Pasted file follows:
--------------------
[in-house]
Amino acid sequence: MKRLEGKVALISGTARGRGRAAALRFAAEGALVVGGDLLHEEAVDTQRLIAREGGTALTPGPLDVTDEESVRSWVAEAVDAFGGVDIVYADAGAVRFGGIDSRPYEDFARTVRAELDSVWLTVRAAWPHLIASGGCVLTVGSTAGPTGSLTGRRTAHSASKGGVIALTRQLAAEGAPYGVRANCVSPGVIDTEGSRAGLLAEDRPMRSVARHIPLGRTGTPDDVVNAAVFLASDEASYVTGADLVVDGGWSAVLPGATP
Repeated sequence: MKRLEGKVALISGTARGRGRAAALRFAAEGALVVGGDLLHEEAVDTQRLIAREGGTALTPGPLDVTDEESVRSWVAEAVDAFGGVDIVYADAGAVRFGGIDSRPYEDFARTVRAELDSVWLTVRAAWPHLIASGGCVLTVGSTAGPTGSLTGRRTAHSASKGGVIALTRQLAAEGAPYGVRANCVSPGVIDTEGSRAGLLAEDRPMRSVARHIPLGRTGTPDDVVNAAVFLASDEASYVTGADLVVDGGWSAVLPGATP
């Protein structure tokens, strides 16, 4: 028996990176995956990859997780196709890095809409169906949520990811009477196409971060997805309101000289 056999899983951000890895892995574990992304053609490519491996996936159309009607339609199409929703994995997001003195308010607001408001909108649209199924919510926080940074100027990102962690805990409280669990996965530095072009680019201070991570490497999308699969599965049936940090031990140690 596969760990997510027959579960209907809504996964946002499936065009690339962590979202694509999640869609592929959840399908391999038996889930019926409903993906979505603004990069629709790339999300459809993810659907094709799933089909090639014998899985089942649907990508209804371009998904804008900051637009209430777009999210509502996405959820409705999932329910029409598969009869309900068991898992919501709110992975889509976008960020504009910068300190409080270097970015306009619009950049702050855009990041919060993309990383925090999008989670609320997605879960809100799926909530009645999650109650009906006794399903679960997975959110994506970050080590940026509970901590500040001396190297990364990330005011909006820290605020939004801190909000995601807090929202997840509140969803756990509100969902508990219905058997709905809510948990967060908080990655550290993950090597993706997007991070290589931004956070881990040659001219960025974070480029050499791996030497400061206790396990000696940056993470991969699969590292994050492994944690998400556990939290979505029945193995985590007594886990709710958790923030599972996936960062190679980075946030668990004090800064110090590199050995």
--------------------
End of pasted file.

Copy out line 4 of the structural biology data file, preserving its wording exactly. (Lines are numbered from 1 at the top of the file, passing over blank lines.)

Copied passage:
């Protein structure tokens, strides 16, 4: 028996990176995956990859997780196709890095809409169906949520990811009477196409971060997805309101000289 056999899983951000890895892995574990992304053609490519491996996936159309009607339609199409929703994995997001003195308010607001408001909108649209199924919510926080940074100027990102962690805990409280669990996965530095072009680019201070991570490497999308699969599965049936940090031990140690 596969760990997510027959579960209907809504996964946002499936065009690339962590979202694509999640869609592929959840399908391999038996889930019926409903993906979505603004990069629709790339999300459809993810659907094709799933089909090639014998899985089942649907990508209804371009998904804008900051637009209430777009999210509502996405959820409705999932329910029409598969009869309900068991898992919501709110992975889509976008960020504009910068300190409080270097970015306009619009950049702050855009990041919060993309990383925090999008989670609320997605879960809100799926909530009645999650109650009906006794399903679960997975959110994506970050080590940026509970901590500040001396190297990364990330005011909006820290605020939004801190909000995601807090929202997840509140969803756990509100969902508990219905058997709905809510948990967060908080990655550290993950090597993706997007991070290589931004956070881990040659001219960025974070480029050499791996030497400061206790396990000696940056993470991969699969590292994050492994944690998400556990939290979505029945193995985590007594886990709710958790923030599972996936960062190679980075946030668990004090800064110090590199050995």